Xears TD100

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Reviewed Aug 2010

 

Details: Current flagship of the Xears earphone line from Playaz
Current Price: N/A (discontinued) (MSRP: est $60)

Specs: Driver: Dynamic | Imp: N/A | Sens: 124 dB | Freq: 6-28k Hz | Cord: 4.2’ I-plug j-cord

Nozzle Size: 5.5mm | Preferred tips: Sennheiser short bi-flanges, generic bi-flanges
Wear Style: Straight down or over-the-ear

Accessories (2.5/5) – Single-flange (3 sizes) and tri-flange silicone tips, foamhybrid tips (2 pairs), and soft carrying pouch
Build Quality (3.5/5) – The metal shells are quite obviously modeled after the Monster Turbines. The construction is quite good but the Xears don’t feel quite as solid as the Monsters. Mild driver flex is present as well
Isolation (3.5/5) – For some reason Turbine-style housings just work well for me when it comes to isolation, the TD100 being no exception. Aside from the mediocre stock tips, the isolation is nearly on par with the Turbine Pros
Microphonics (4/5) – Quite low but the j-cord is a two-edged sword – it reduces cable travel and therefore microphonics but at the same time makes the earphones more difficult to wear over-the-ear
Comfort (4/5) – Very similar to Monster Turbines. The straight-barrel housings are average in size and rounded at the front. Unfortunately the stock tips are rather poor. In addition, the j-cord may be annoying for some

Sound (7.5/10) – The TD100, along with several other Xears/Playaz earphones, has a cult following here at Head-Fi, and after several weeks with it I can see why. It is an extremely lush and sweet-sounding earphone. Those in search of analytical sound should quite clearly look elsewhere but as an alternative to the similarly-colored Fischer Audio Eterna or ViSang R03, the TD100 holds its own very well. Its bass is deep and full-bodied and plentifully impactful. The low end can match the ViSang R03 in quantity but runs closer to the subbass-heavy Hippo VB in extension. Despite the copious grunt, however, the low end of the TD100 carries lots of detail and very good resolution. Individual notes never run together and bass bloat/bleed are almost completely absent. The bass heft of the TD100 will surely be excessive for some, but from a technical standpoint it is very well-done.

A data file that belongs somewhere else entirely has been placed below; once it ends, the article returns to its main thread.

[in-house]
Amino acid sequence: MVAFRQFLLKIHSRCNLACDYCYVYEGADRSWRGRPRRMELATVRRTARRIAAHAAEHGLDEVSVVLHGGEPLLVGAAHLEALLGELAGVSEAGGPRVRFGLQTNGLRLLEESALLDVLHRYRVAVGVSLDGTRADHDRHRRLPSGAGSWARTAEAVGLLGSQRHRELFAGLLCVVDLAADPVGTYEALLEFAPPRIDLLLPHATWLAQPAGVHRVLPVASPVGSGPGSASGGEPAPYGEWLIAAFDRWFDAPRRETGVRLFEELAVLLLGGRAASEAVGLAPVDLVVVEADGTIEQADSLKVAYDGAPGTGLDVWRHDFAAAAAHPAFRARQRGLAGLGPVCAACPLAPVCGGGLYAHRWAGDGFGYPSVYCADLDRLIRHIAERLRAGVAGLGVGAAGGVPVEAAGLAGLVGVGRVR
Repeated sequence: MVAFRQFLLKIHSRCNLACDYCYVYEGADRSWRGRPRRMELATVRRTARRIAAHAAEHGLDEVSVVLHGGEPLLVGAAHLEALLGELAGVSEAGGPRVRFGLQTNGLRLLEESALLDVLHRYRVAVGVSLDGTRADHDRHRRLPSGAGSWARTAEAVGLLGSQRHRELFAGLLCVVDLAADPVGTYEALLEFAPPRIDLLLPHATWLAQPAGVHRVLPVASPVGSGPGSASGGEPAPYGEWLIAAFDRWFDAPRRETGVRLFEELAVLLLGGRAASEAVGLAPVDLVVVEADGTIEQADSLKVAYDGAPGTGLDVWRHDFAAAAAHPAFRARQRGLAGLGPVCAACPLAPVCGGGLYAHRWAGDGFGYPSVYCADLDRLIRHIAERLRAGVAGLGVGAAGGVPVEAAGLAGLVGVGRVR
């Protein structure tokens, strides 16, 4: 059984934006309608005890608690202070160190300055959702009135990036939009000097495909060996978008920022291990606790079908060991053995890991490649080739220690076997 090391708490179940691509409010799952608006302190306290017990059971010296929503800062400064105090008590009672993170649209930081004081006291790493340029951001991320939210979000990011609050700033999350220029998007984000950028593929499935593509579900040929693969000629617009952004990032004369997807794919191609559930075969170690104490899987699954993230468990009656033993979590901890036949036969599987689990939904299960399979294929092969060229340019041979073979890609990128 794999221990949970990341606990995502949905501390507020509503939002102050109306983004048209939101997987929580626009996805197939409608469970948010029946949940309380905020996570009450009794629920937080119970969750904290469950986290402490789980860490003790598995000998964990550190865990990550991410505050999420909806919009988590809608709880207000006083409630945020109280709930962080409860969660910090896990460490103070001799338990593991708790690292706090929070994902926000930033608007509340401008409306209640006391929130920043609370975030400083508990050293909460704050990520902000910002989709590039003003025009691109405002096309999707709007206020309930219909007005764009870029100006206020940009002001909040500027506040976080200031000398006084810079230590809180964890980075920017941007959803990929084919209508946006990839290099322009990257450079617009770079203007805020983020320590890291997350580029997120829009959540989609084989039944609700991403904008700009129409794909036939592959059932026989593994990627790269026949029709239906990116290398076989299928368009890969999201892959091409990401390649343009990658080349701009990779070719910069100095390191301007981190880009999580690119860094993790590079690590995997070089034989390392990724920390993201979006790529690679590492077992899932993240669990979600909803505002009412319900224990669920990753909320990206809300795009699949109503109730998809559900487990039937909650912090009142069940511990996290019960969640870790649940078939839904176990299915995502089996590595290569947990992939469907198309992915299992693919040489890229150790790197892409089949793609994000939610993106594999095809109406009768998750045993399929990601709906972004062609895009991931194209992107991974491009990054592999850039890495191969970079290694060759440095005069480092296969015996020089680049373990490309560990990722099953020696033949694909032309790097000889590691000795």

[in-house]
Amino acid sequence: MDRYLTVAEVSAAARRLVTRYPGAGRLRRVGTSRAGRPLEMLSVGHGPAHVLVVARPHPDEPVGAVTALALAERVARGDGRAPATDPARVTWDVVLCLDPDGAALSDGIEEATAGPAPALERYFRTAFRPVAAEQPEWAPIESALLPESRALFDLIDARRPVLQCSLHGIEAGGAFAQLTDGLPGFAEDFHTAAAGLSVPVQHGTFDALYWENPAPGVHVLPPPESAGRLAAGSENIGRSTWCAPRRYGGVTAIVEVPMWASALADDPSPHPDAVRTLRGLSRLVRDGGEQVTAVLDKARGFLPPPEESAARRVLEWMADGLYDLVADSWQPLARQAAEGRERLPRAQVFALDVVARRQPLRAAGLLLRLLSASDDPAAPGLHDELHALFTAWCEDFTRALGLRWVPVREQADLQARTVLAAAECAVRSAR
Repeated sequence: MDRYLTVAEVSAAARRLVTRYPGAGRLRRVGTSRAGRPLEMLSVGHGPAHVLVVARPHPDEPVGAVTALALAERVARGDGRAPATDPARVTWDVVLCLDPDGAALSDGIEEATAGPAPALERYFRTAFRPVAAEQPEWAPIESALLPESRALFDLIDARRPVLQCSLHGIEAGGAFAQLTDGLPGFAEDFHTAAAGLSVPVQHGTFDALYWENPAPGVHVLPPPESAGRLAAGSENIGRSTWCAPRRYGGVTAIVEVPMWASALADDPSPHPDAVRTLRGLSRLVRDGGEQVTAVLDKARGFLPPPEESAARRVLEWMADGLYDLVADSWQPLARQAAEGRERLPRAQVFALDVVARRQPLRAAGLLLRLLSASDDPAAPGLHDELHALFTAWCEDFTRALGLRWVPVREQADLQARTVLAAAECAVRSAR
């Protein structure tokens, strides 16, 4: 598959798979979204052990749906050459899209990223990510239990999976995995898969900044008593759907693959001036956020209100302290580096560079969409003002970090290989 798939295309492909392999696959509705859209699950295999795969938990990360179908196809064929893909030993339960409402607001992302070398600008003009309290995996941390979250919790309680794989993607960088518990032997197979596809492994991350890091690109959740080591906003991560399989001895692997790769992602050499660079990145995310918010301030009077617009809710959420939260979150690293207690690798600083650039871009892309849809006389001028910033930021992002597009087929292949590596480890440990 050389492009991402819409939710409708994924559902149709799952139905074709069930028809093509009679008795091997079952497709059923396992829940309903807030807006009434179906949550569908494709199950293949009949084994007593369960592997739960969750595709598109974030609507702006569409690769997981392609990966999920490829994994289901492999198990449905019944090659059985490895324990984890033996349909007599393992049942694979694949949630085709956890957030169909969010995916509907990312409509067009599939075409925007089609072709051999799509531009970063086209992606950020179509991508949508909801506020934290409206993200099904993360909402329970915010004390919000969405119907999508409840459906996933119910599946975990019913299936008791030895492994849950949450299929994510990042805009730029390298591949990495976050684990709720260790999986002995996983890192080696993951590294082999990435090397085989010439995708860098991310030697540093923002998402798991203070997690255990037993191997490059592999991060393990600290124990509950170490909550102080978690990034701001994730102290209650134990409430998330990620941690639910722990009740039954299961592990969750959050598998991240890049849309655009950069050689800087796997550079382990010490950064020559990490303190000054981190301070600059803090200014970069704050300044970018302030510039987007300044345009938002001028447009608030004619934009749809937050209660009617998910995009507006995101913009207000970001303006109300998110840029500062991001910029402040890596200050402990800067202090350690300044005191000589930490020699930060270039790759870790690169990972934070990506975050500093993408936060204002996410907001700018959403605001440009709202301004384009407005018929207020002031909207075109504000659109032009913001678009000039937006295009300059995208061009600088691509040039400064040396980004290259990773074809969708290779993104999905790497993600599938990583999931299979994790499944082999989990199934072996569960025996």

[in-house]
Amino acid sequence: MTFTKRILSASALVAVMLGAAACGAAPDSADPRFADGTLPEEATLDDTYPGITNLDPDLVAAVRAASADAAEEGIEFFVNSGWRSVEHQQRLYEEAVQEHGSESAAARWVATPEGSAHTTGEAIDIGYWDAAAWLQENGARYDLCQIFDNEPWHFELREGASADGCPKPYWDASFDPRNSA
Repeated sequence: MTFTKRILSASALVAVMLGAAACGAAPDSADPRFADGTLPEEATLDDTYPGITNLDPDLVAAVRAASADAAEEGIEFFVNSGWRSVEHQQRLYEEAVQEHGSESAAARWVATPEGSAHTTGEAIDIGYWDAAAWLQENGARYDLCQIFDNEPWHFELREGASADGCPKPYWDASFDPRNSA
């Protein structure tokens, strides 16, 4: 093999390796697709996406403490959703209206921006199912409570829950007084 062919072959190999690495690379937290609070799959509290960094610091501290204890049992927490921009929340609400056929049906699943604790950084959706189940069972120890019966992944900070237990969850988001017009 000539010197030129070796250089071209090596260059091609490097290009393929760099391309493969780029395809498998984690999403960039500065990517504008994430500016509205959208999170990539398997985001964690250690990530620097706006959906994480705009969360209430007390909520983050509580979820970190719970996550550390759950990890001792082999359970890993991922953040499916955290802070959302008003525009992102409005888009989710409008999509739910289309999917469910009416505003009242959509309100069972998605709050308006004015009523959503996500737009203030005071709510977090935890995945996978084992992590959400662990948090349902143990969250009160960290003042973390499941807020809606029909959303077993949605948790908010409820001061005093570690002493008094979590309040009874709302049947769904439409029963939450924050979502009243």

The midrange is warmed up by the weighty low end and sounds lush and full. It is slightly forward but not as forward as the mids of the ViSang R03. Detail is quite good but the TD100 has a certain thickness to it that causes clarity to lag slightly behind the R03 and Hippo VB. It still sounds a bit less veiled than my rev2 Eterna; however, the Eterna is ‘handicapped’ by a larger soundstage and is generally a more distant-sounding earphone than the somewhat intimate TD100. The treble of the TD100 is smooth but relatively clear and detailed, though it won’t keep up with the Hippo VB, Brainwavz M1, or ECCI PR300 in crispness. It is laid back but not quite enough so to be called recessed. Like the midrange, the treble is a bit thick and lacks the air of some of the more analytical earphones. It is far from dull, however, and manages to keep my attention quite easily when necessary. All in all, for an earphone with the bass power of the TD100, the overall sound is surprisingly well-balanced and enjoyable. It is colored and exciting and I rather like it despite all of my analytical biases.

When it comes to presentation, the TD100 again performs above expectations. The soundstage has good width and depth and instrumental separation is quite decent for a mid-range dynamic. The earphone is also capable of delivering an excellent sense of distance but leans slightly towards intimacy. The fact that the notes it produces are usually a little thick makes it more musical and satisfying but reduces air. Tonally, the TD100 is not a dark earphone, nor does it sound ‘stuffy’ like certain bass-heavy competitors, but I wouldn’t call it bright, either. As far as fun-sounding earphones go, the presentation of the TD100 is just right.

Value (8.5/10) – At its usual ~$60 retail price point, the TD100 is a stellar deal. The earphone is rather handsome and well-designed, though the budget-oriented nature shows through in the j-cord setup, driver flex, and poor quality of stock tips. More important, however, is that the sound quality of the Xears earphones far exceeds the asking price, putting them on-level with some of the absolute best IEMs I’ve heard in the <$100 bracket – the ViSang R03, Fischer Audio Eterna, and Hippo VB. The sound signature of the TD100 sounds like a cross of the VB and R03 – deep and powerful bass, smooth and slightly forward mids, and competent but neither overly edgy not completely sunk treble. It is true that the R03, Eterna, and VB feel like higher-tier products all things considered, but in terms of absolute audio enjoyment the TD100 holds its own very easily.

Pros: Very capable performance, comfortable with aftermarket tips
Cons: J-cord may be bothersome, mild driver flex, stock tips are rather poor

 


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About Author

Living in the fast-paced city of Los Angeles, ljokerl has been using portable audio gear to deal with lengthy commutes for the better part of a decade. He spends much of his time listening to music and occasionally writes portable audio reviews across several enthusiast sites, focusing mostly on in-ear earphones.

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